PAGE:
Summary: In-vitro exposure to THC can cause birth defects in genetically predisposed mice. THC interferes with Hedgehog signaling in the developing mice, leading to an increased risk of birth defects.
Source: Company of Biologists
Cannabis, also known as weed or marijuana, is used by hundreds of millions of people worldwide. Although restricted in most countries, the increasing legalization of cannabis for recreational and medicinal consumption means that cannabis use is rising.
Cannabis is also the most common illicit drug used by pregnant women, but the effects of cannabis on embryonic development are not well understood.
It is also important to understand the effects of cannabis on individuals with a genetic predisposition, which means they carry genetic mutations that increase the risk of environmental conditions triggering a defect or disease.
A new study from scientists at the Icahn School of Medicine at Mount Sinai, USA, has now revealed that THC, the chemical in cannabis that causes the sensation of feeling ‘high’, can cause birth defects in genetically predisposed mice. In this case, the researchers investigated whether THC could exacerbate a mutation that affects a mechanism that cells use to communicate with each other, called Hedgehog signaling.
“Several years ago, it was reported that THC could inhibit Hedgehog signaling in cells grown in a dish,” said the study’s lead author Robert Krauss, PhD, Professor of Cell, Developmental and Regenerative Biology at the Icahn School of Medicine at Mount Sinai.
“We reasoned that THC might be an environmental risk factor for birth defects, but that it would require additional risk factors, such as specific mutations in the genes required for Hedgehog signaling, to induce these defects in mice.”
To address this hypothesis, Dr Krauss and colleagues administered a single dose of THC, equivalent to exposures achieved when humans smoke cannabis, to pregnant mice about a week after conception. They then studied the embryonic development of their pups, some of which carried a mutation that meant Hedgehog signaling was not functioning at full efficiency.
The scientists found that pups without the mutation developed normally, even when exposed to THC, as did pups that carried the mutation but were not exposed to the drug.
However, pups that were exposed to THC and carried the mutation developed a brain and face defect called holoprosencephaly, a common birth defect seen in 1 in 250 human conceptions that includes the failure of the forebrain to divide into two distinct segments.
The researchers showed that the defect occurs because THC can interfere with Hedgehog signaling in the embryo. THC alone is not sufficient to disrupt Hedgehog signaling and cause defects but, in animals where Hedgehog signaling is already weakened through genetic mutation, it has significant effects.
“THC directly inhibits Hedgehog signaling in mice, but it is not a very powerful inhibitor; this is presumably why a genetic predisposition is required for it to cause holoprosencephaly in mice,” explained Dr Krauss.
These first studies in mice have important implications for human health, highlighting the need for more research into the effects of cannabis use during pregnancy in humans.
“The THC concentration in cannabis is now very high, so it is important to perform epidemiology studies looking at whether cannabis consumption is associated with developmental defects. Women are already advised not to consume cannabis while pregnant, but our results show that embryos are sensitive at a very early period, before many women know they are pregnant. Cannabis consumption may therefore be inadvisable even when women are trying to get pregnant,” Dr Krauss warned.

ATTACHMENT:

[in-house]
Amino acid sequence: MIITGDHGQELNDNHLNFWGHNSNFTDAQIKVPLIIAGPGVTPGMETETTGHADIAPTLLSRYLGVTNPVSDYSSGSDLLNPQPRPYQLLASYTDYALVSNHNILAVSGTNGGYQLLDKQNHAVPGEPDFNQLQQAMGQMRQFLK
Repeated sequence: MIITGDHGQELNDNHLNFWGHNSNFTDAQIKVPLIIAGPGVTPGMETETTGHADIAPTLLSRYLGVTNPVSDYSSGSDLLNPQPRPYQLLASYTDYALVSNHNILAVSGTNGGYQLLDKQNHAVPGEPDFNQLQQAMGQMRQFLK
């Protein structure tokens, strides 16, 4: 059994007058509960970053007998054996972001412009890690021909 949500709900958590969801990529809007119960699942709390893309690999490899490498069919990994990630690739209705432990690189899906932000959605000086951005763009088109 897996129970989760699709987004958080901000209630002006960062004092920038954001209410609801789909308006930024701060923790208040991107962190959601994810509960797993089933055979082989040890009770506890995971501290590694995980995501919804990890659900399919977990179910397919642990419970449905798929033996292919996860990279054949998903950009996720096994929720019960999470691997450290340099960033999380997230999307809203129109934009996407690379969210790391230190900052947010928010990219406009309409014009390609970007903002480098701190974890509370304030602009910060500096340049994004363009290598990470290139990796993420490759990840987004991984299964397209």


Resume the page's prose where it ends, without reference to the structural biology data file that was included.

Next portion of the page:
Although this study focussed on one chemical in cannabis and one genetic mutation, further research could reveal other combinations that cause similar effects. “Many of the mutations found in human holoprosencephaly patients could conceivably synergizes with THC,” said Dr Krauss.
“We would also like to test the related chemical CBD in genetically predisposed mice. Like THC, CBD inhibits Hedgehog signaling in cells grown in a dish, but CBD appears to work differently. As CBD is widely available and often viewed as beneficial – or at least innocuous – it would be worth investigating this as well,” he added.
About this neurodevelopment research news
Author: Alex Eve Source: Company of Biologists Contact: Alex Eve – Company of Biologists Image: The image is credited to Lo, H.-F., Hong, M., Szutorisz, H., Hurd, Y.L., Krauss, R.S
Δ9-Tetrahydrocannabinol inhibits Hedgehog-dependent patterning during development
Many developmental disorders are thought to arise from an interaction between genetic and environmental risk factors. The Hedgehog (HH) signaling pathway regulates myriad developmental processes, and pathway inhibition is associated with birth defects, including holoprosencephaly (HPE). Cannabinoids are HH pathway inhibitors, but little is known of their effects on HH-dependent processes in mammalian embryos, and their mechanism of action is unclear.
We report that the psychoactive cannabinoid Δ9-tetrahydrocannabinol (THC) induces two hallmark HH loss-of-function phenotypes (HPE and ventral neural tube patterning defects) in Cdon mutant mice, which have a subthreshold deficit in HH signaling. THC therefore acts as a ‘conditional teratogen’, dependent on a complementary but insufficient genetic insult.
In vitro findings indicate that THC is a direct inhibitor of the essential HH signal transducer smoothened. The canonical THC receptor, cannabinoid receptor-type 1, is not required for THC to inhibit HH signaling. Cannabis consumption during pregnancy may contribute to a combination of risk factors underlying specific developmental disorders.
These findings therefore have significant public health relevance.